Thomson Announces Strategic Realignment of Operations

In addition to recently announcing its intention to sell the Thomson Learning businesses, Thomson Corp. also intends to realign its remaining operations. In an effort to carry out its long-term strategy of delivering mostly electronic products and services, it will reorganize its remaining operations into six Strategic Business Units: North American Legal, Financial, Scientific, International Legal and Regulatory, Tax and Accounting, and Healthcare. These six units will be supported by a corporate centre, and will eliminate the current market group structure (Legal and Regulatory, Learning, Financial, and Scientific and Healthcare). Thomson Corp. currently offers information products and solutions to healthcare, financial, legal, scientific, and tax and accounting professionals.

Thomson Corp. press release

Comments

  1. The Globe has a good article by Richard Blackwell in today’s business section: Thomson pulls trigger on sale of $5B division. From what the analysts are saying, part of the change is to allow them to focus on the electronic side:

    “The underlying business strategy [at Thomson] is to shift from traditional print-type products into electronic information services,” said Paul Bradley, an analyst at Toronto brokerage Fraser Mackenzie Ltd. “The Learning division was the least able to make that transition.”

  2. Does anyone have any insight on which product lines might be affected? traditionally held materials in Canadian law libraries that we might be seeing a new vendor for?

  3. Most of what concerns us is in their Legal and Regulatory division, so is not being sold.

    It is the Thomson Learning division that is slated to be sold, which includes Thomson Gale and (in Canada) Thomson Nelson as per this page:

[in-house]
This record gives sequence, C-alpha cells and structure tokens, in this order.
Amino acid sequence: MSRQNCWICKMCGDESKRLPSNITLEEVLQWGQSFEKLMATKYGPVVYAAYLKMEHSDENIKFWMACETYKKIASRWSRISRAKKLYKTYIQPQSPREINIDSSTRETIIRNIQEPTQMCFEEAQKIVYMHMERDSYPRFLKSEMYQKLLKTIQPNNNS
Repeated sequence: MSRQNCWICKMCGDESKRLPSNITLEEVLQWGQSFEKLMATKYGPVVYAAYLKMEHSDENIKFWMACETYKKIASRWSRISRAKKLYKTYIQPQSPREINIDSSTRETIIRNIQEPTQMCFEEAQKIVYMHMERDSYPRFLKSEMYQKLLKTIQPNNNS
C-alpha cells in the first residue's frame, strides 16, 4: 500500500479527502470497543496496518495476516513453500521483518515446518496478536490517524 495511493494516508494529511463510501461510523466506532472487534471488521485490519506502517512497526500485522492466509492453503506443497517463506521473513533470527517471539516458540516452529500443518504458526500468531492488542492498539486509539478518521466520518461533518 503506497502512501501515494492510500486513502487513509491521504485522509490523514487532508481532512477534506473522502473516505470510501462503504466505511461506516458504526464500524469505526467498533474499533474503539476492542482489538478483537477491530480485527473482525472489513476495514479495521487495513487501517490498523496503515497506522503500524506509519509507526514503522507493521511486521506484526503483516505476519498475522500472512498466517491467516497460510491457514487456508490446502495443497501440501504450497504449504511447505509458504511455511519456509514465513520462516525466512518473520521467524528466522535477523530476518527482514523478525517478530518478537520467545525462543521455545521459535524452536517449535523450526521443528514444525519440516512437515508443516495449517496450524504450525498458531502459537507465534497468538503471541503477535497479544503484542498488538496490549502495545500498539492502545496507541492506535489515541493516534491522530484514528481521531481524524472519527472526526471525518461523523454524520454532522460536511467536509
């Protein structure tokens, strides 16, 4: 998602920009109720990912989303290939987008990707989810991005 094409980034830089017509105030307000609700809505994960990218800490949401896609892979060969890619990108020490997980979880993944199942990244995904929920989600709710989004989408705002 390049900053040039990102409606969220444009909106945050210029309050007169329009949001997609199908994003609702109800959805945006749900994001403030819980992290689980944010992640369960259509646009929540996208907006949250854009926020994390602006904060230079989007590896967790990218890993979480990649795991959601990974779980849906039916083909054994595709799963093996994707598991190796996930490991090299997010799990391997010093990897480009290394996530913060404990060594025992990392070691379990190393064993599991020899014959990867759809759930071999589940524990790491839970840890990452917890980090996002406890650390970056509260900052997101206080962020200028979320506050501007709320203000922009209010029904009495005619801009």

Thomson Learning Businesses & Brands

    For me the disconcerting thing is not that they are selling Thomson Learning, but that it sounds like their focus here on in is going to be on electronic products and they are trying to get out of paper products. They haven’t given any specifics about this, but from the article:

    >>>
    Mr. Harrington hinted something was afoot at a presentation in October, when he said bluntly that the company would consider divesting any business that didn’t fit the firm’s strategy and was not “performing at the level that we would expect them to perform.”

    He emphasized that all the company’s funds must be spent on “high-growth, high-profit areas.”
    >>>

    The needs of customers don’t seem to be anywhere in their vision.

  4. What’s significant here is the recognition that the future lies in electronic information in high price-tolerant markets. Educational publishing, especially in large print runs is always at mercy of Ministries of Education, school boards and textbook selectors.

    When Thomson’s predecessor started the Eagan plant, they had excess print and binding capacity and general educational textbook production made sense.

    But Thomson was never committed – as say McGraw Hill had been – to education as one of its primary markets.

    This is simply rationalizing the business around the most profitable engines.

  5. This could get interesting. Thomson Nelson is one of the three largest educational publishers in Canada. Nelson, like other Thomson units, has grown considerably by acquisition of smaller Canadian-owned firms, most recently the Edmonton based company Duval House. As Slaw readers are no doubt aware foreign acquisition of Canadian publishing companies is not allowed under the Canada Investment Act (this is why we were able to snatch Irwin Law from clutches of LexisNexis).

    There are no Canadian publishers with the kind of resources it would take to purchase Nelson. Will the Harper government abandon the Mulroney era foreign investment rules? And even if they do, it seems to me that a deal to add Nelson’s considerable market share to that of either Pearson or McGraw Hill (the other two big educational players) would create a near monoply.

  6. Ah! That will be interesting, Jeff. Thanks for explaining this.